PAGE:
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For only the second time, a patient with HIV who received an allogeneic hematopoietic stem cell transplant from a donor with an HIV resistance gene appears to have been cured of the disease, according to a recent study.
Known in medical studies as “the London patient,” 40-year-old Adam Castillejo underwent the transplant for Hodgkin lymphoma. In 2011, the first such case was reported in Berlin. That patient, Timothy Ray Brown, underwent total body irradiation and 2 stem cell transplants from a donor with an abnormal CCR5 gene, which confers resistance to HIV. Brown also underwent chemotherapy to kill any residual virus. Castillejo underwent similar treatment, with 1 stem cell transplant from a donor having the CCR5 defect and chemotherapy but not total body irradiation.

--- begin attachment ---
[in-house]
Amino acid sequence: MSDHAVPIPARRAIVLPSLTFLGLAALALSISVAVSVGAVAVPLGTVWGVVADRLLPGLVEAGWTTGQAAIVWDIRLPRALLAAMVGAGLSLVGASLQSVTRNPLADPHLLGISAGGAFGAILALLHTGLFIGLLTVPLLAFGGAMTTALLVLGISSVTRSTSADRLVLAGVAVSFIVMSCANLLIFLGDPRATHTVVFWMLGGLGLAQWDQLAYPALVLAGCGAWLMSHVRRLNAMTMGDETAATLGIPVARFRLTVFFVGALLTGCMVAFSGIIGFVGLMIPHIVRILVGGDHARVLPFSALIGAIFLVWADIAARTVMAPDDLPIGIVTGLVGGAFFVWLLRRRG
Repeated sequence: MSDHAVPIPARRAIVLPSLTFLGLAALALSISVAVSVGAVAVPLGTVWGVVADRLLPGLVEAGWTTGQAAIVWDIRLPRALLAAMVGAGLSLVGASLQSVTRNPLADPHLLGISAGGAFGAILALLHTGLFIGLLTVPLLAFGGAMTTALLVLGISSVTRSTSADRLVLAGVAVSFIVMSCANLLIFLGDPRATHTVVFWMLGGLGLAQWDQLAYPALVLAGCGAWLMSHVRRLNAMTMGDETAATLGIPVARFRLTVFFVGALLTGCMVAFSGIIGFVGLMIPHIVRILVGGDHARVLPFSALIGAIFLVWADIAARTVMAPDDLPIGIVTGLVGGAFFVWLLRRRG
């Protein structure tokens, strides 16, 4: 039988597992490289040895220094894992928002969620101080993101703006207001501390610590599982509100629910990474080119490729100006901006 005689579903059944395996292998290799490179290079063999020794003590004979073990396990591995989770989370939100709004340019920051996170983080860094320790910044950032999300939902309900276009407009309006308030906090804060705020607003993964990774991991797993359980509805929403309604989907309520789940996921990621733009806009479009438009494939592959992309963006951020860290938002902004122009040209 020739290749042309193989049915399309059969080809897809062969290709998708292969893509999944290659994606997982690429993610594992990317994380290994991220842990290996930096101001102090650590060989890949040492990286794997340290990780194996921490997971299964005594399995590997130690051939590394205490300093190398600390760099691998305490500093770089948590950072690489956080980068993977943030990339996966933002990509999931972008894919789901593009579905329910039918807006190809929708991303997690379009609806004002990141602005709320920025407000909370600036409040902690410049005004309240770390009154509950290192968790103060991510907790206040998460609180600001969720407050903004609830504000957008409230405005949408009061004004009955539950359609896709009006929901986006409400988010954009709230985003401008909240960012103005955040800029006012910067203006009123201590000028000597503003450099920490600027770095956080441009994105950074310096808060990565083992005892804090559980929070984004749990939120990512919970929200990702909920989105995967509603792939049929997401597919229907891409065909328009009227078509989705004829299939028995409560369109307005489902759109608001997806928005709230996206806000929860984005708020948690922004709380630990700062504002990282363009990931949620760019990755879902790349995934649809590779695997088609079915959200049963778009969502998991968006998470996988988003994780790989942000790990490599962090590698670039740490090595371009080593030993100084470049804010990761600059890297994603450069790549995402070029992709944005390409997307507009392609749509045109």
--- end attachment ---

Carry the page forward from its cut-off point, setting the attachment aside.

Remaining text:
“Our findings show that the success of stem cell transplantation as a cure for HIV, first reported nine years ago in the Berlin patient, can be replicated,” the study’s lead author, Ravindra Kumar Gupta, BMBCh, PhD, of the University of Cambridge in the United Kingdom, said in a statement.
The study suggests that a less intensive treatment approach than Brown received also might cure the infection. After 30 months in remission, 99% of Castillejo’s immune cells were from the donor, and he had no signs of active viral replication in samples from multiple tissues.
“It is important to note that this curative treatment is high-risk, and only used as a last resort for patients with HIV who also have life-threatening hematological malignancies,” Gupta cautioned.
Kuehn BM. Study Suggests a Second Patient Has Been Cured of HIV. JAMA. 2020;323(19):1886. doi:10.1001/jama.2020.7626
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